Indianapolis-based long-haul trucking company Celadon Group travels millions of miles a year on all kinds of highways in plenty of ugly conditions, but one semitrailer this year will be a real work of art.
This week, company founder and Chairman Stephen Russell will announce a scholarship competition among college students to create an artwork or picture to be enlarged and displayed on the side of a 53-foot-long semitrailer. The top prize will be $5,000.
The project commemorates company landmarks this year, but it also fits with Russell's passion for promoting, collecting and endowing the arts. He is chairman of the board of the Indianapolis Museum of Art this year.
A look around his company's Eastside headquarters -- where various paintings, photos and large metal sculptures are displayed -- shows why Russell believes there is both beauty and practical value in encouraging art and artists.
"Art is an investment. But art also sets a tone within the company and in the culture of the community."
His office is decorated with antiques. Works by Andy Warhol and others are on the walls of the company that runs one of the largest trucking fleets in the nation.
The latest of Russell's projects promoting art -- dubbed "Art for the Long Haul" -- will create a unique picture, photo or painting to be displayed on the sides of a semitrailer marking the company's 25th anniversary.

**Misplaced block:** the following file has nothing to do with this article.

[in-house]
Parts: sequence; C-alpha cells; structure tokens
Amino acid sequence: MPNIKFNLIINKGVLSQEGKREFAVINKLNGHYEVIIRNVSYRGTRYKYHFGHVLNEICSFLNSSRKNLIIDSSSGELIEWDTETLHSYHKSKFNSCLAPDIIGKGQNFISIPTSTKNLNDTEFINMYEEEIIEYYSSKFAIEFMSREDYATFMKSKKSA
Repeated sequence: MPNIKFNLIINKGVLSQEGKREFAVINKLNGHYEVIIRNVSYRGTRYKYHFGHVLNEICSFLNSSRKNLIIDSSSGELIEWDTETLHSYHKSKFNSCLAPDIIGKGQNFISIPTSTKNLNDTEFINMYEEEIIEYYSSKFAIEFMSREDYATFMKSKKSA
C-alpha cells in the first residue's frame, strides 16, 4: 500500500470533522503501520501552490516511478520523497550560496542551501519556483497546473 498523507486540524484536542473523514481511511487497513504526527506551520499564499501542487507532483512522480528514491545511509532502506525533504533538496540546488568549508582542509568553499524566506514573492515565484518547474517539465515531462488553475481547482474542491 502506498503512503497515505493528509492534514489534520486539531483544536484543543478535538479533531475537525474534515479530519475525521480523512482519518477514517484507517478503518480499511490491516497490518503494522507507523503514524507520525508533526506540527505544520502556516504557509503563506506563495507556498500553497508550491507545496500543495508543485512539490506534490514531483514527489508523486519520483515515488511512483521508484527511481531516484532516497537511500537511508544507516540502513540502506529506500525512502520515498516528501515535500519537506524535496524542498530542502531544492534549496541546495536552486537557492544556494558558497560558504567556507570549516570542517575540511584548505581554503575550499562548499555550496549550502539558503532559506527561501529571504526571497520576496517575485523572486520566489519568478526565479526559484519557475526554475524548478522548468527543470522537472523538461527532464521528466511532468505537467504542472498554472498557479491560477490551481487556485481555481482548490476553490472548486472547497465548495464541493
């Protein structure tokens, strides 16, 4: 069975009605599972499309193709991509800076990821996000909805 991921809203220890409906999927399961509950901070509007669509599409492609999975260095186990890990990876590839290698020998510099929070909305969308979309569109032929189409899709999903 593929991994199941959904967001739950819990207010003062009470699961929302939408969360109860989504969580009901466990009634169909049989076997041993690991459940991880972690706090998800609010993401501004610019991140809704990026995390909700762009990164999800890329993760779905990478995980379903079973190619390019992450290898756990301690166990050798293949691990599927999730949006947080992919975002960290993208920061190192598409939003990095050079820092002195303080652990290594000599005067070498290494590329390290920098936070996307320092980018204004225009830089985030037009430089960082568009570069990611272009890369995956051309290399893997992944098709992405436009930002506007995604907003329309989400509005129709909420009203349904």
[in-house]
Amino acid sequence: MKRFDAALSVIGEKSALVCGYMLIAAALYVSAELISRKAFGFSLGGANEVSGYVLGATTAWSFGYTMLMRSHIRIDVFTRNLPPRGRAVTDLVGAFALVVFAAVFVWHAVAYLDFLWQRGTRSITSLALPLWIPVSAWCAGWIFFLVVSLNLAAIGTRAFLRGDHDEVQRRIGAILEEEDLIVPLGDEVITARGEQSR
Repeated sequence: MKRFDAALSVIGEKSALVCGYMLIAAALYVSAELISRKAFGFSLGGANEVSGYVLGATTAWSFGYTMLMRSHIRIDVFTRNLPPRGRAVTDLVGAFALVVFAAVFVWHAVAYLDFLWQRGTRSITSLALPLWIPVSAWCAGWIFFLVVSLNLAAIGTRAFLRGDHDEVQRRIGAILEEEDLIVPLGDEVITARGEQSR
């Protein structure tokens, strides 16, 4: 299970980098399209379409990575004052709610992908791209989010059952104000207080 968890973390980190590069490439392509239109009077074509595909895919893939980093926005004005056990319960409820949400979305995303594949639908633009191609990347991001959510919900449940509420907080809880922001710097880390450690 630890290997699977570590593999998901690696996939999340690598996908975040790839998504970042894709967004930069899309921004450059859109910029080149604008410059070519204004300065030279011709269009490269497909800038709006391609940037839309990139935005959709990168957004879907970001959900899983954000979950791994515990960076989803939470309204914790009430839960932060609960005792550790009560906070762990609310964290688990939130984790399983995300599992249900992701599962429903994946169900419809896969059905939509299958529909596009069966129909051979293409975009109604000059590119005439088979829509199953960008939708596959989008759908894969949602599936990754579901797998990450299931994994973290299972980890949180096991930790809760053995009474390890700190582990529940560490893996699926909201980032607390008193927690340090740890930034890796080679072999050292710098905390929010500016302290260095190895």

The rolling artwork's first appearance is to be in New York in late April, when Russell and others from Celadon will ring the opening daily bell on the New York Stock Exchange. Celadon is traded on Wall Street under the symbol CGI.
A few days later, the customized artwork will roll back to Indianapolis for a May 1 birthday party in Lucas Oil Stadium for the company's 4,000 employees. About 700 are in Indiana.
This spring, Celadon is inviting students at hundreds of colleges and art schools in seven regions of the US, Canada and Mexico, the countries covered by Celadon's operations, to create the anniversary design.
Russell and Celadon's Thomas Burck said a committee headed by IMA Chief Executive Maxwell Anderson will narrow the submitted artworks to seven finalists.
The winning art will be applied to the sides of a trailer in the Plainfield shops of TKO Graphix. The piece may be incorporated in other company promotions.
The winning artist will receive $5,000; the other six finalists will get $500 each.
Russell said the idea of the art competition was sparked by George Sechrist, president of Indianapolis-based BMG event-planning, media and promotions firm. "Celadon has a history of embracing art, so I thought a competition would bring attention to both the company and to the arts," Sechrist said. "We're contacting colleges and art schools to see if they want to join the competition. We're also spreading the offer through national scholarship search companies."
Art students should contact their school's financial aid office for information about the competition. Deadline for submissions will be March 15.